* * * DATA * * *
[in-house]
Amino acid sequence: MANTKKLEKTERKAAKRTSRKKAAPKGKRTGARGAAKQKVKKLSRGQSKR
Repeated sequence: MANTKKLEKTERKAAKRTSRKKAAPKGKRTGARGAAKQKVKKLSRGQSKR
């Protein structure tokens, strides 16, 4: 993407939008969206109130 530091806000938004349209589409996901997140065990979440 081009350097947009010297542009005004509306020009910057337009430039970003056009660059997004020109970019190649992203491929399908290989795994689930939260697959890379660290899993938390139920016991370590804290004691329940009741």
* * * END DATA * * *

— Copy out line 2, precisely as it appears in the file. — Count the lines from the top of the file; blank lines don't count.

Amino acid sequence: MANTKKLEKTERKAAKRTSRKKAAPKGKRTGARGAAKQKVKKLSRGQSKR